Trump said he was surprised to see his “friends” — “They might not be very much longer,” he quipped — oppose Senate leaders’ plan. He singled out Dean Heller, who is widely considered the GOP’s most vulnerable incumbent in 2018, suggesting he was once worried but is now confident the Nevada senator will come around to supporting a replacement bill.

“Look,” Trump told the room of Republicans, “he wants to remain a senator, doesn’t he? OK? And I think the people of your state, which I know very well, I think they’re gonna appreciate what you hopefully will do.”

The president further warned that any Republican senator who votes against starting debate “is really telling America that you’re fine with Obamacare.” Enough senators have already said they plan to block a motion to proceed, imperiling next week’s vote.

“But being fine with Obamacare isn’t an option for another reason,” Trump added. “Because it’s gone. It’s failed. Not gonna be around. We pay hundreds of millions of dollars a month in subsidies that the court doesn’t even want us to pay, and when those payments stop, it stops immediately.”

A vote for debate, however, allows senators to “debate the future of health care and suggest different ways to improve the bill,” Trump said. He also reiterated that “we have to stay here” and “shouldn’t leave town” without replacing Obamacare.

McConnell has already delayed the start of the Senate’s recess until mid-August “to provide more time to complete action on important legislative items” and advance the president’s nominees who require Senate confirmation.

Trump suggested Wednesday that the GOP plan is not just “good” but “great” — and “better than Obamacare.” In fact, he argued, “If we’re weak on anything, it’s on letting people know how good it was.”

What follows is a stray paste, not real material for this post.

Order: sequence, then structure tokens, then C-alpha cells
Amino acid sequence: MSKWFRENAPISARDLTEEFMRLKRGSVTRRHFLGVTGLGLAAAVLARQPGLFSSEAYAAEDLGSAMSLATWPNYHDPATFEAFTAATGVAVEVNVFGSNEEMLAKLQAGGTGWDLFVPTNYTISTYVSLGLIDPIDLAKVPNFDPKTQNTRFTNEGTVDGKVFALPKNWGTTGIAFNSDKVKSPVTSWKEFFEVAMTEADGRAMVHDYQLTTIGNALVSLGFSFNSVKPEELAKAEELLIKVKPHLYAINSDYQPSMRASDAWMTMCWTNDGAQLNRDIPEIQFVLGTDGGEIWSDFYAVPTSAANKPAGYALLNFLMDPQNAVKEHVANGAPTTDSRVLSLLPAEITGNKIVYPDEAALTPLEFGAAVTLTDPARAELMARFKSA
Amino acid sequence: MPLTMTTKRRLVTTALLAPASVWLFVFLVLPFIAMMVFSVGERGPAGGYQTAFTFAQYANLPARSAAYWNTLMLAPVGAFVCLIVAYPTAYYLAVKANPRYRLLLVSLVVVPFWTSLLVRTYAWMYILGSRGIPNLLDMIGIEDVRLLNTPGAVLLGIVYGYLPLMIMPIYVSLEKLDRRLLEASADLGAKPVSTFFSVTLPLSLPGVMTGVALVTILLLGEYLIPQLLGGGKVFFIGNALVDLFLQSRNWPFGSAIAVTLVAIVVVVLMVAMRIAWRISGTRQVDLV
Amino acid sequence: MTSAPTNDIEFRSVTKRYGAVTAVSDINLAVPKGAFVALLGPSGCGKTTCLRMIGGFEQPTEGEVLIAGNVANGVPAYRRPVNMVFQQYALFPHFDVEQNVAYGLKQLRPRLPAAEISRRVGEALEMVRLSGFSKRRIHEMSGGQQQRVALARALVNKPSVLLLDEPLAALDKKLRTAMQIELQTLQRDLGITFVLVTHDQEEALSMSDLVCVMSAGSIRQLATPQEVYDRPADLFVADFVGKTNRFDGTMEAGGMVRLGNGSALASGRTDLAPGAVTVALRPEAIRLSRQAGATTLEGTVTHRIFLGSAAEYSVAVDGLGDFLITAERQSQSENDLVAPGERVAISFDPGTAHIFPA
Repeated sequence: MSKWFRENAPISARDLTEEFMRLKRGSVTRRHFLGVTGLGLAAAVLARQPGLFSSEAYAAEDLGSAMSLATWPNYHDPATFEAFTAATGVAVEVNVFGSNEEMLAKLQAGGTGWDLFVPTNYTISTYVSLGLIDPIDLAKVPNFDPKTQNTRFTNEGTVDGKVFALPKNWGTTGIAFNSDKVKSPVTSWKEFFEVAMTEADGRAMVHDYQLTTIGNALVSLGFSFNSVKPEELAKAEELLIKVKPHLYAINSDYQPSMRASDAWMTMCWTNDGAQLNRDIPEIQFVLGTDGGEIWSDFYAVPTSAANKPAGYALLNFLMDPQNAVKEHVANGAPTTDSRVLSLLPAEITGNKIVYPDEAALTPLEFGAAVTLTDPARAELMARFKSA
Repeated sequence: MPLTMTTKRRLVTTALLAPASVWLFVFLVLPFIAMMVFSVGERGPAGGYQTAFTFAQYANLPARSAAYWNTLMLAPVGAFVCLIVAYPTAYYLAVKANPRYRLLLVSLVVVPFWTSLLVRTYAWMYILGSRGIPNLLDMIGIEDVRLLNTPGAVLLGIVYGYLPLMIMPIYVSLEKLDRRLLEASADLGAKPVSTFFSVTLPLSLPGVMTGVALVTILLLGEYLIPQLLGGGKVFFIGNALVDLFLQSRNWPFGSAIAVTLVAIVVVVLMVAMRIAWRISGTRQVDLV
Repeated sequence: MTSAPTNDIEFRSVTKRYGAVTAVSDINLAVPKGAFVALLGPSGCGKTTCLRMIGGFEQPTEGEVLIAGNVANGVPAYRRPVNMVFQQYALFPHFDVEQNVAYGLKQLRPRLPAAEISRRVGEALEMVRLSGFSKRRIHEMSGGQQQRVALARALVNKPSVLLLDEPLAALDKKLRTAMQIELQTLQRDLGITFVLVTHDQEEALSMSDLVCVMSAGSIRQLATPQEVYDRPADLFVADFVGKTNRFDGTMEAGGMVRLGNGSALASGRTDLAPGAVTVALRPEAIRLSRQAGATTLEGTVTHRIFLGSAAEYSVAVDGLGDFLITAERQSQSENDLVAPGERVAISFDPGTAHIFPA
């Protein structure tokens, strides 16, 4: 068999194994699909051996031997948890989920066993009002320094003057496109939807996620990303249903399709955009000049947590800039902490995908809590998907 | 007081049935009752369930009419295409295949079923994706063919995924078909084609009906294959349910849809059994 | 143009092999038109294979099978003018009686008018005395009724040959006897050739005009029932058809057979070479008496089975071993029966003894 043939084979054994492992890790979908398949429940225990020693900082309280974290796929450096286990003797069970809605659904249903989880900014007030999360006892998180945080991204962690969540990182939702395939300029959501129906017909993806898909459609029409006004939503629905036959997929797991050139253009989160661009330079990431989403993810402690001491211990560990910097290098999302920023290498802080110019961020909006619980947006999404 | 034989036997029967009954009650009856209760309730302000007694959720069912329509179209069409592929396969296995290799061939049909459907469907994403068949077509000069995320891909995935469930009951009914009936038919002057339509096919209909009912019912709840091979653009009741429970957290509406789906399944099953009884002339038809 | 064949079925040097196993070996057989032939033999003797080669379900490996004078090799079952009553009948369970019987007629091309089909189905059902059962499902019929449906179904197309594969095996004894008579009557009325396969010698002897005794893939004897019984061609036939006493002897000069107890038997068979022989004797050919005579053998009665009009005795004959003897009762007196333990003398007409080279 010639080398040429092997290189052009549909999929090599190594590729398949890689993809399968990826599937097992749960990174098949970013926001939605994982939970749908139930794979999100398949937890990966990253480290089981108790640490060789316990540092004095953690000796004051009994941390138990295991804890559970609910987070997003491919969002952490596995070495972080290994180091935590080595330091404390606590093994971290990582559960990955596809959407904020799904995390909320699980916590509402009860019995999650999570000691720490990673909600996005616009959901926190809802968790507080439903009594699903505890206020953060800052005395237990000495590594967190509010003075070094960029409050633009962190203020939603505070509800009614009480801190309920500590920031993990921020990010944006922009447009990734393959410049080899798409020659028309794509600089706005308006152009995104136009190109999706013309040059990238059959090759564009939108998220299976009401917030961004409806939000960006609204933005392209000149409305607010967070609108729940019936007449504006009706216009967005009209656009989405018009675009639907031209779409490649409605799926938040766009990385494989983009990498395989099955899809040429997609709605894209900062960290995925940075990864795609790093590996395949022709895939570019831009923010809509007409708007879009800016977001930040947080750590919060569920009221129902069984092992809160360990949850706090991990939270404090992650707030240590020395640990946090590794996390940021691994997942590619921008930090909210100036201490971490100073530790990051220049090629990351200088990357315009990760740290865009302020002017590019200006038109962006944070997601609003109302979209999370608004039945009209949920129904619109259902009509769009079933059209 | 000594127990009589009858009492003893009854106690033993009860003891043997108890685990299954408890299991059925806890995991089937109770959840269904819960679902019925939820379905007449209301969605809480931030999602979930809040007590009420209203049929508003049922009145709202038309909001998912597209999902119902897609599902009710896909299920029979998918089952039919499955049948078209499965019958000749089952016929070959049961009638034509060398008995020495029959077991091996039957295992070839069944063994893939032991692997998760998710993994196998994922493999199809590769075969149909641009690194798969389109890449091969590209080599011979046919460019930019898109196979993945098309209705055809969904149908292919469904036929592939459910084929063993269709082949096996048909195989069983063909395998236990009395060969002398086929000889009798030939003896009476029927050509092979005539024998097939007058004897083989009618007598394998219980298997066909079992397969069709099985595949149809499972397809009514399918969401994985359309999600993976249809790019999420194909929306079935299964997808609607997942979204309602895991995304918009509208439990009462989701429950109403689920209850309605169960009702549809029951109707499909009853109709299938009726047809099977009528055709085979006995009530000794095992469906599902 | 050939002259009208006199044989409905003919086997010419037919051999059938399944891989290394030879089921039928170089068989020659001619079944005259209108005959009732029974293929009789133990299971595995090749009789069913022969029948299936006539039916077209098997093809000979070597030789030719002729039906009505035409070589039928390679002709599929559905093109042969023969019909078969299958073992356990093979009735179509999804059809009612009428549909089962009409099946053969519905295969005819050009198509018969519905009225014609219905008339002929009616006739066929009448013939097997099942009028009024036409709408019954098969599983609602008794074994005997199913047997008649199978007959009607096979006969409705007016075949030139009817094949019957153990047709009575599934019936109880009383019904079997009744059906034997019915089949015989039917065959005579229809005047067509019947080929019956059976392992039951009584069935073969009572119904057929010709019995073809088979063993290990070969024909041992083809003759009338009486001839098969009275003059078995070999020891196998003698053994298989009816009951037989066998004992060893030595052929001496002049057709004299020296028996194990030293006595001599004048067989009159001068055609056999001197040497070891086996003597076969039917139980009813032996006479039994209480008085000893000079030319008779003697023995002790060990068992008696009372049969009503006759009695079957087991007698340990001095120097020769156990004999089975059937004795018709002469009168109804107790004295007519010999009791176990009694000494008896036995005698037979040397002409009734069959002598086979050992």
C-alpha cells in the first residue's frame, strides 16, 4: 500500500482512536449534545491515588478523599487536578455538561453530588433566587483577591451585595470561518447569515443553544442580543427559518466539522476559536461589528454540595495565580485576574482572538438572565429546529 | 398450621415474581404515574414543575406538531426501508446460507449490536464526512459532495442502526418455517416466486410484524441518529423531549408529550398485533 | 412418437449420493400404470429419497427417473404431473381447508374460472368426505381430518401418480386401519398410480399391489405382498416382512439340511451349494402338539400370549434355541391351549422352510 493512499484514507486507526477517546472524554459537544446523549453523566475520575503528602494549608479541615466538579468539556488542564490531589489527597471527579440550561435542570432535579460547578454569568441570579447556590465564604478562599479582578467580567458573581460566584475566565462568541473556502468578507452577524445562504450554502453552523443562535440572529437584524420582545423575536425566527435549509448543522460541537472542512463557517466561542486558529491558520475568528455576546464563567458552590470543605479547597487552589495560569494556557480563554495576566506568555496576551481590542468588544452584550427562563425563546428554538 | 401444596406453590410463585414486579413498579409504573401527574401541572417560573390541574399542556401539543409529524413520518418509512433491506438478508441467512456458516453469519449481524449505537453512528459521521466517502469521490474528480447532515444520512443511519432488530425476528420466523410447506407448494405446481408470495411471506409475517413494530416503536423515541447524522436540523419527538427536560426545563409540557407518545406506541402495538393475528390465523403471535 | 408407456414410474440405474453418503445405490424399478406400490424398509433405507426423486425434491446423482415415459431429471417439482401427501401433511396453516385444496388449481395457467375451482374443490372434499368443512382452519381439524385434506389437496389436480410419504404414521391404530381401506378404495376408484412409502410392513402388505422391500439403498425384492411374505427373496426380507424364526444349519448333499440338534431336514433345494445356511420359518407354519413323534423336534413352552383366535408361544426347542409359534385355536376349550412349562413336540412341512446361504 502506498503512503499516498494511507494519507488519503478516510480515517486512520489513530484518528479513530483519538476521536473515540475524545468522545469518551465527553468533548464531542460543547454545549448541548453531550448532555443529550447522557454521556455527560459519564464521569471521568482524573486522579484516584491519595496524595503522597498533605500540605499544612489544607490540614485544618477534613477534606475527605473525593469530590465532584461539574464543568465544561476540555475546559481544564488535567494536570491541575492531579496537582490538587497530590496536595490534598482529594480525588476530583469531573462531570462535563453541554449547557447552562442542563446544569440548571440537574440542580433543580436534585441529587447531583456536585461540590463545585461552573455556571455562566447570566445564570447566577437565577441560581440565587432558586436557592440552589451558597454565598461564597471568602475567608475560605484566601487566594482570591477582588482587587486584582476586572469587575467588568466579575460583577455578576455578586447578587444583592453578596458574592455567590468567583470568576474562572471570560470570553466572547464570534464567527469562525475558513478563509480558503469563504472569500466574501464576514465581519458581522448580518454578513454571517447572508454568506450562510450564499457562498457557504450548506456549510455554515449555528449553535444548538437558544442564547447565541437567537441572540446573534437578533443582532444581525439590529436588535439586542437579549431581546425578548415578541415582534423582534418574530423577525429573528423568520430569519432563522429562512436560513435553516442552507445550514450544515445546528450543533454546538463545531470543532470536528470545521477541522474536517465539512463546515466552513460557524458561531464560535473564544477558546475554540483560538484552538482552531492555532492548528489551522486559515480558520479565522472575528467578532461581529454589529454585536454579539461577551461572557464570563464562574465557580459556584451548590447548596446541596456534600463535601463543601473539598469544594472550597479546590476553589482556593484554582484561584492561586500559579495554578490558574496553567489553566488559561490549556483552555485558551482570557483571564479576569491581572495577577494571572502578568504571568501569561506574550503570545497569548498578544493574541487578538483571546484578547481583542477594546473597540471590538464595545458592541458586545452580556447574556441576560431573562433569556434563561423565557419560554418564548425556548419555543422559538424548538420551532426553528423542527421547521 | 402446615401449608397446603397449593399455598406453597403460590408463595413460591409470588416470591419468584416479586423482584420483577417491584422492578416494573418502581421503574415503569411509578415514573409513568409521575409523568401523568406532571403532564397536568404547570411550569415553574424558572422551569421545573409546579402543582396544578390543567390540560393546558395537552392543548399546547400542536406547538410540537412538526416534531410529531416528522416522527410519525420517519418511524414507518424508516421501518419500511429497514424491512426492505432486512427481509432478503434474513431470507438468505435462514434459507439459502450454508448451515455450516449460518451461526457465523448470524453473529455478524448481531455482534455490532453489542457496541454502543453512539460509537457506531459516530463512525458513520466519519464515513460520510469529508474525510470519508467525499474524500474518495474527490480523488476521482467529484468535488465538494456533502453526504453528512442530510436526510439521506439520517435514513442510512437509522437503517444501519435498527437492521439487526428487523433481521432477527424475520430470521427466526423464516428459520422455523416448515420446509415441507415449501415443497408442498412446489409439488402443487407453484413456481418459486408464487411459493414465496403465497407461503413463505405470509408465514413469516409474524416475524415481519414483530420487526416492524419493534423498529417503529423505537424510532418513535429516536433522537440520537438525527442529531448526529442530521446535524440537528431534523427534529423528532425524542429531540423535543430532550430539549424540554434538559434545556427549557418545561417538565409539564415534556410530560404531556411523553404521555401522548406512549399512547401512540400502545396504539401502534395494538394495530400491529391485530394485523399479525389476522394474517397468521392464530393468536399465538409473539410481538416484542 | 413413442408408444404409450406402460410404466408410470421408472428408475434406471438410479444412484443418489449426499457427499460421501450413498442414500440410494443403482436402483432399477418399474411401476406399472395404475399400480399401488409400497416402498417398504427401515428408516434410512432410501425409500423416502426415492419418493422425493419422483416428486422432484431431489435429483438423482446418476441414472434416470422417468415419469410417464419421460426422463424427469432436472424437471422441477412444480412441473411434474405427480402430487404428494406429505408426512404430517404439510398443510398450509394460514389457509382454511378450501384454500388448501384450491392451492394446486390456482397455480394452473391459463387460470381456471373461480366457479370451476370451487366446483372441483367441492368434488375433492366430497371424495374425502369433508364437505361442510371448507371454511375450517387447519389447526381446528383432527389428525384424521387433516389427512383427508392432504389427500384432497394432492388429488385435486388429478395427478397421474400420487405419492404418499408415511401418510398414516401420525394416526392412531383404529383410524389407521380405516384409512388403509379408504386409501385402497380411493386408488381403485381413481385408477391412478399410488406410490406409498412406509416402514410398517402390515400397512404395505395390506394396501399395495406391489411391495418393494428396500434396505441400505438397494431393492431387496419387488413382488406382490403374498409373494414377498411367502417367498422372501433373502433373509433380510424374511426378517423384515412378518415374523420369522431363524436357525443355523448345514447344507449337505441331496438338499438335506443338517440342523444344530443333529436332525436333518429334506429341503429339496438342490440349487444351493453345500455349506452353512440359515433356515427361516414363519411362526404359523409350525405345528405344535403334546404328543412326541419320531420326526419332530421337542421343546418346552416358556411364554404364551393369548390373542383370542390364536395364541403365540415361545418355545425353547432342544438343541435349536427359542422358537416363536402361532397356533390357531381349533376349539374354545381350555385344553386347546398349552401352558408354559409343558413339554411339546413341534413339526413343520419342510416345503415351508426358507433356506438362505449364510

Donald Trump is pictured. | Getty

According to the Congressional Budget Office, Senate Republicans’ initial plan would leave 22 million more Americans uninsured by 2026, and premiums would rise by up to 30 percent before falling in 2026.

“Your premiums will be down 60 and 70 percent,” Trump claimed, more than tripling the CBO’s projections of premiums falling 20 percent, a decline that wouldn’t take effect until 2026. He added that “people don’t know” about his premium claim because “nobody hears it” and “nobody talks about it.”

“You’ll have insurance companies bidding. You’ll have forms of insurance that you don’t even know about right now because that’s the way it works,” Trump pledged. “There’s gonna be tremendous competition.”

He again stated that Republicans could just repeal Obamacare but maintained that they should also replace it.

“And we shouldn’t leave town until this is complete, until this bill is on my desk and until we all go over to the Oval Office,” he insisted. “I’ll sign it, and we can celebrate for the American people.”

Trump hasn’t celebrated passage of any major legislation since busing House Republicans over to the White House after they narrowly passed their Obamacare bill. That was May 4.

“We’re gonna get this passed through the Senate,” Trump said then. “I feel so confident.”

Madeline Conway and Louis Nelson contributed to this report.